Hong Kong, a former British colony, was handed back to China in 1997 following a 1984 agreement between China and Britain.
China agreed to govern Hong Kong under the principle of “one country, two systems”, where the city would enjoy “a high degree of autonomy, except in foreign and defence affairs” for 50 years.
As a result, Hong Kong has its own legal system, and rights including freedom of assembly and free speech are protected.
Its leader, the chief executive, is currently elected by a 1,200-member election committee. A majority of the representatives are viewed as pro-Beijing.
Hong Kong’s mini-constitution, the Basic Law, says that “the ultimate aim” is to elect the chief executive “by universal suffrage”.
So what has changed?
The Chinese government has promised direct elections for chief executive by 2017.
But in August 2014 China’s top legislative committee ruled that voters will only have a choice from a list of two or three candidates selected by a nominating committee.
This committee would be formed “in accordance with” Hong Kong’s largely pro-Beijing election committee. Any candidate would have to secure the support of more than 50% of the nominating committee before being able to run in the election.
Democracy activists believe China will use the committee to screen out candidates it disapproves of.
What does China say?
China has defended its ruling on election candidacy. Li Fei, the deputy secretary general of the National People’s Congress Standing Committee, said that openly nominating candidates would create a “chaotic society” and that any chief executive must “love the country.”
China has condemned the pro-democracy protests and called the unofficial referendum a “farce.”
In its June 2014 white paper, China said some had a “confused and lopsided” understanding of the “one country, two systems” model.
It stressed that while Hong Kong has a “high degree of autonomy”, it is “not full autonomy”. China still has “comprehensive jurisdiction”.
Chikungunya is a viral disease transmitted by mosquito bites that has been present in Africa and Asia for decades but only recently spread to the Americas. Though there is no cure for the disease, its symptoms can be alleviated with medication. The disease has killed at least 113 people this year in the Caribbean region, according to the Pan American Health Organization, with the islands of Martinique and Guadaloupe hardest hit.
Health authorities from Mr. Maduro’s government and independent epidemiologists agree the disease arrived in Venezuela several months ago. The two sides, though, are at odds about practically everything else about the disease.
In this polarized country, some leading epidemiologists said they believed Chikungunya was spreading so fast that a health emergency needed to be declared. The government has rejected that idea and accused its critics of trying to score political points. (from a Sept. 22 WSJ article)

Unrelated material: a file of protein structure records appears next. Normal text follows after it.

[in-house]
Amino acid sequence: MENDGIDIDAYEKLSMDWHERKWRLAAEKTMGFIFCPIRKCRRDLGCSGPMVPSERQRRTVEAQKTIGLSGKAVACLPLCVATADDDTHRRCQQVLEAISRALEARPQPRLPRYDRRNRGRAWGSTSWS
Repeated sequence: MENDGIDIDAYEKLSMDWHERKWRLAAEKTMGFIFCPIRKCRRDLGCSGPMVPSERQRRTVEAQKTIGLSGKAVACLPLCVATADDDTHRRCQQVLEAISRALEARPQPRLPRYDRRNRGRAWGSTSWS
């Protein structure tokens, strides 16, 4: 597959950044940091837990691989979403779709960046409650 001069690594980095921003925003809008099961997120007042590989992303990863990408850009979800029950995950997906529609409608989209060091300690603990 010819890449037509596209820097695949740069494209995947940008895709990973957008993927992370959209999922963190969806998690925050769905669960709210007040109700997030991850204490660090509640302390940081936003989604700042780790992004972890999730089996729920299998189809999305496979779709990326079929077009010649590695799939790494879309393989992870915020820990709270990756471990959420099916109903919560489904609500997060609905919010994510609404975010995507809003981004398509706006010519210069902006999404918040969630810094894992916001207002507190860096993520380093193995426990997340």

- Russia’s parliament sped up measures to tighten control over foreign Internet companies such as Google, Twitter, and Facebook, raising concerns over state pressure on social networks that have become one of the country’s few remaining spaces for dissent.
- The Duma, Russia’s lower chamber of parliament, passed a bill Wednesday that would move up the deadline of a law requiring foreign Internet companies to store the personal data of users from Russia within the country’s borders. The deadline, moved to Jan. 1, 2015, from Sept. 1, 2016, would create a near-impossible challenge for U.S.-based firms that have millions of Russian users but generally store data on servers outside the country.
- Russian authorities have presented the personal-data law as a necessary security measure to protect against foreign threats and U.S. spying. But rights advocates say the Kremlin is pursuing the measure as part of a broader drive to curtail freedom of information and intensify scrutiny of Internet activity.
- The accelerated effort comes amid Moscow’s increasing distrust of the Internet and a hardening of anti-Western policies. Authorities are separately proceeding with legislation to limit foreign firms to 20% ownership of Russian media outlets, a move that risks curbing press freedoms in a country already dominated by state-controlled media.
- The bill that would move up the personal-data law’s implementation passed Wednesday after its second reading, making the new deadline all but certain to come into effect. The Duma must vote once more before sending the bill to Russia’s upper chamber of parliament and the Kremlin for approval. The remaining steps are largely a formality. The bill is likely to become law in weeks.
- Russian President Vladimir Putin signed the new personal-data measures into law in July. This month, though, Russian lawmakers proposed speeding up their enactment, citing ever-present hacking threats and an “information war” being waged against Russia by foreign powers over the crisis in Ukraine.
- Russian lawmakers acknowledge that it would be near impossible for companies such as Google to build their own data-storage centers in Russia in just over three months.
- Karen Kazaryan, chief analyst at the Russian Association for Electronic Communications, a Russian trade body, described the law as impossible to implement in its current form. He said it would be difficult for global Internet companies to track which personal data is coming from Russia.
- “Foreign companies will continue to exercise a wait-and-see approach to this law because it is unenforceable,” Mr. Kazaryan said. He predicted foreign Internet firms would buy some server space in Russia to save face but avoid moving any main storage facilities. (from a Sept. 24 WSJ article)